- Ralph Waldo Emerson
Last February I began a training ritual in preparation for my anticipated journey to Spain. Every weekend that I could, up to the very time of my departure, I would load up my Kifaru ZXR with the heaviest books I owned till it reached something in the range of 70-80 lbs, then head out the door and hike 15-20 miles. In reality, this is far more weight than I usually carry while traveling and I tend not to walk much more than 15 miles a day. But by pushing my body and mind further than where I actually require it to go, the pleasure, serenity, and ease of travel is heightened.
I find that no amount of running, biking, or light-weight day hiking adequately prepares the body for the weight of the ruck and life on The Road. So, this year, I’m continuing the training. Yesterday was day one. I hadn’t walked under my heavy rucksack for a couple of months, so I started out with something probably closer to 50 lbs and did a 15 mile trip that lacked much elevation change.
It felt good to dust off the rucksack and move around some. At the end of the day, I could feel the strain in my gluteal muscles. Today I’m only a little bit sore. The exercise works and I’m glad of my starting weight and mileage.
In the coming weeks, I’ll increase the weight and mileage until I reach stability. At that point, I’ll keep things interesting by using my GPS to clock my speed and see what I can do about cutting down on time.
I think that I cannot preserve my health and spirits, unless I spend four hours a day at least -- and it is commonly more than that -- sauntering through the woods and over the hills and fields, absolutely free from all worldly engagements. You may safely say, A penny for your thoughts, or a thousand pounds. When sometimes I am reminded that the mechanics and shopkeepers stay in their shops not only all the forenoon, but all the afternoon too, sitting with crossed legs, so many of them -- as if the legs were made to sit upon, and not to stand or walk upon -- I think that they deserve some credit for not having all committed suicide long ago.
Henry David Thoreau
I’ve returned early from Spain, arriving in the States last night.
I walked only about 110 miles on the Camino de Santiago, from St. Jean-Pied-de-Port to Logrono, before deciding that it was time to come back. During my short time on the walk, the Camino gave me what it could, and I gladly accept the gift, but I felt the remaining miles had nothing more to offer.
Following the Camino’s yellow arrows day after day, while comforting in their promise of direction and safety, is too structured an experience. This, the cultivated landscape, and the crowds of walkers contribute to a feeling of limitation.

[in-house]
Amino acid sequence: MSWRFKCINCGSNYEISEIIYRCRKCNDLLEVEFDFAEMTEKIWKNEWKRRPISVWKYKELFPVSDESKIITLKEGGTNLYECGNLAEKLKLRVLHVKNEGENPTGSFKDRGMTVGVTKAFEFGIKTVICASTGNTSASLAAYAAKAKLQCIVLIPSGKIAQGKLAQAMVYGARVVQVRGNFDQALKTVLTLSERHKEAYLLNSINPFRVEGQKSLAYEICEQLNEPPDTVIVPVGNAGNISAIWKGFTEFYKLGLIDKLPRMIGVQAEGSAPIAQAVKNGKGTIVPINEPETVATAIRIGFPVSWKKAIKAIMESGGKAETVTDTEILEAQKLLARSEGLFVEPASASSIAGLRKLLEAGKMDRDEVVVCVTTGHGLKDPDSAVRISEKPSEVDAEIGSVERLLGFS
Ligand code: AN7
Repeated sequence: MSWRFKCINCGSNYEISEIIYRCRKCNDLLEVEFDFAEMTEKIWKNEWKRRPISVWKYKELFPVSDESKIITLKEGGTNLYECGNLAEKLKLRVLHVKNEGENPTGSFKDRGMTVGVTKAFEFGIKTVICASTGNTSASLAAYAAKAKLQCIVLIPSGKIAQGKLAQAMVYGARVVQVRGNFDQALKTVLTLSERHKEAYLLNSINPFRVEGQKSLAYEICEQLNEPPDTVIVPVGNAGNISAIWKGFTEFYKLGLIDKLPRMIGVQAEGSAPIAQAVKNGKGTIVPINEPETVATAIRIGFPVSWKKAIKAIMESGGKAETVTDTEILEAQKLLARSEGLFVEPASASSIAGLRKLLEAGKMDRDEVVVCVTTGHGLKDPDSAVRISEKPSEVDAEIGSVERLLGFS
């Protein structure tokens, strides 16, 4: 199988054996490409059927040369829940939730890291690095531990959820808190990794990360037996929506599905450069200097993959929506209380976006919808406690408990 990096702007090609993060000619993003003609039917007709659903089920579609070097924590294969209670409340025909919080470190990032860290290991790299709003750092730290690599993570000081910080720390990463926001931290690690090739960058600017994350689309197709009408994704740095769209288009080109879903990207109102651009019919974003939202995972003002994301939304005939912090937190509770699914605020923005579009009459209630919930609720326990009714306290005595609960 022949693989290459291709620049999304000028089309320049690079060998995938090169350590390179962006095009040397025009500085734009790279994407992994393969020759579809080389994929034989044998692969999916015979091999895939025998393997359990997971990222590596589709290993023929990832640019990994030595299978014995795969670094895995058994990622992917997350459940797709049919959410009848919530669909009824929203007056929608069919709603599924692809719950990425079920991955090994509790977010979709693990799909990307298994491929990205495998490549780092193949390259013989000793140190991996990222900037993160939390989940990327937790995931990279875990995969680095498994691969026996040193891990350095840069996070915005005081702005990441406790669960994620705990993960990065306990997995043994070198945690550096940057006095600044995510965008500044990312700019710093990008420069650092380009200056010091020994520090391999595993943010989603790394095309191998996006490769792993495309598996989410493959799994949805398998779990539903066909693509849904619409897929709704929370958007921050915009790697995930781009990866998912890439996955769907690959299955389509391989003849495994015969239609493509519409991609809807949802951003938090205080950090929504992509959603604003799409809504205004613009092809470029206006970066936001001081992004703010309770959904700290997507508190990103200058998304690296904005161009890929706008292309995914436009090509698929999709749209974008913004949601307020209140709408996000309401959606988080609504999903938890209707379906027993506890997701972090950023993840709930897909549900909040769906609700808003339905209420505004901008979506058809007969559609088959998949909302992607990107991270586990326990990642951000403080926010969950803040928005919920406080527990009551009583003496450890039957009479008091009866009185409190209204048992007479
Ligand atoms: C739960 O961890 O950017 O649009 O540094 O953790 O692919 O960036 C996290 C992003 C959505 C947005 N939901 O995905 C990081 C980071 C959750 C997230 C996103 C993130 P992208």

I seek to find my own paths, and to forge my own way. Only by traveling into the unknown can we explore our selves. And so, despite the cultural differences, despite the linguistic barrier, and despite the unknown country, I think the Camino is flawed. There are no yellow arrows for the mind, save for those we paint our selves.
For me, it must be a journey wilder than this. One for which I do not have my way painted upon the landscape. A journey in which I am dependent on the self, alone in a solitary wilderness. To explore that is to touch the crevices of consciousness, running one’s finger upon the peculiar bumps of its surface.
From the 21st of June till the 1st of July, I walked, taking a day off in Pamplona and in Viana. In Logrono, I spent 3 nights before taking a train back to Madrid, where I’ve been for the past week.
Of the gladdest moments in human life, methinks, is the departure upon a distant journey into unknown lands. Shaking off with one mighty effort the fetters of Habit, the leaden weight of Routine, the cloak of many Cares and the slavery of Home, man feels once more happy. The blood flows with the fast circulation of childhood... Afresh dawns the morn of life...
- Sir Richard F. Burton, Journal entry, December 2, 1856
Tomorrow, I will be in Spain. I fly into Madrid, from where I’ll make a quick jump over the border to St-Jean-Pied-de-Port in France. There, my pilgrimage begins. I walk west, over the Pyrenees, and reenter Spain. After my feet carry me roughly 500 miles from the Basque lands to Galicia, the journey culminates at Finis Terrae, the End of the World.
As usual, I don’t speak the language and am embarking alone with limited funds. Internet access will be sparse, if it all.
Catch you on the other side.
"The road is arduous, fraught with perils, because it is, in fact, a rite of the passage from the profane to the sacred, from the ephemeral and illusory to reality and eternity, from death to life, from man to the divinity."
- Mircea Eliada